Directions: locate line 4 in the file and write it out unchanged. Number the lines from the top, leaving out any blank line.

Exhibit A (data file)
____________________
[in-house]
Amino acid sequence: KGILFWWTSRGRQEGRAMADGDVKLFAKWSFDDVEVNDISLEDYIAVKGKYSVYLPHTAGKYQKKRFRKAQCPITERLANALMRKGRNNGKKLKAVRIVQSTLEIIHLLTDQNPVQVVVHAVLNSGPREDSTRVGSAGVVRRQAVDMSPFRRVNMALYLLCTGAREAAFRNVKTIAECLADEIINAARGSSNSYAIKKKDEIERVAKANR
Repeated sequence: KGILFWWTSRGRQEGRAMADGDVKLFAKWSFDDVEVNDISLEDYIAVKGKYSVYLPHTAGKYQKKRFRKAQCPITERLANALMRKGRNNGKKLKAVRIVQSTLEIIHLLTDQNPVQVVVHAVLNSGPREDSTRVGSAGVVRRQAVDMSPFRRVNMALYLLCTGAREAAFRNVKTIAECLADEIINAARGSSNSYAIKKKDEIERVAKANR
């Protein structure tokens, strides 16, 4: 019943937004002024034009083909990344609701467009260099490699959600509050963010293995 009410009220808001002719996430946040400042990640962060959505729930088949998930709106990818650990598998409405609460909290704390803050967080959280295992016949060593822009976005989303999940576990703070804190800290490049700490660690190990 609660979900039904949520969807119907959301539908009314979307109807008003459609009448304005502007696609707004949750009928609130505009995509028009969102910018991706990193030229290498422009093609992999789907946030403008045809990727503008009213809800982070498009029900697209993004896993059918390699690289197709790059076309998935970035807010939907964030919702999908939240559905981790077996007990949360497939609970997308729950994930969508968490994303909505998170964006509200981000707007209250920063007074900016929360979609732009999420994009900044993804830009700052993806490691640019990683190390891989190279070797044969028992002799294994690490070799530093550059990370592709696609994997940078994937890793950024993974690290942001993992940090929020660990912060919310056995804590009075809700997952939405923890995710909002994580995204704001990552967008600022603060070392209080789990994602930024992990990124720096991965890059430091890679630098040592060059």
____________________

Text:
């Protein structure tokens, strides 16, 4: 019943937004002024034009083909990344609701467009260099490699959600509050963010293995 009410009220808001002719996430946040400042990640962060959505729930088949998930709106990818650990598998409405609460909290704390803050967080959280295992016949060593822009976005989303999940576990703070804190800290490049700490660690190990 609660979900039904949520969807119907959301539908009314979307109807008003459609009448304005502007696609707004949750009928609130505009995509028009969102910018991706990193030229290498422009093609992999789907946030403008045809990727503008009213809800982070498009029900697209993004896993059918390699690289197709790059076309998935970035807010939907964030919702999908939240559905981790077996007990949360497939609970997308729950994930969508968490994303909505998170964006509200981000707007209250920063007074900016929360979609732009999420994009900044993804830009700052993806490691640019990683190390891989190279070797044969028992002799294994690490070799530093550059990370592709696609994997940078994937890793950024993974690290942001993992940090929020660990912060919310056995804590009075809700997952939405923890995710909002994580995204704001990552967008600022603060070392209080789990994602930024992990990124720096991965890059430091890679630098040592060059």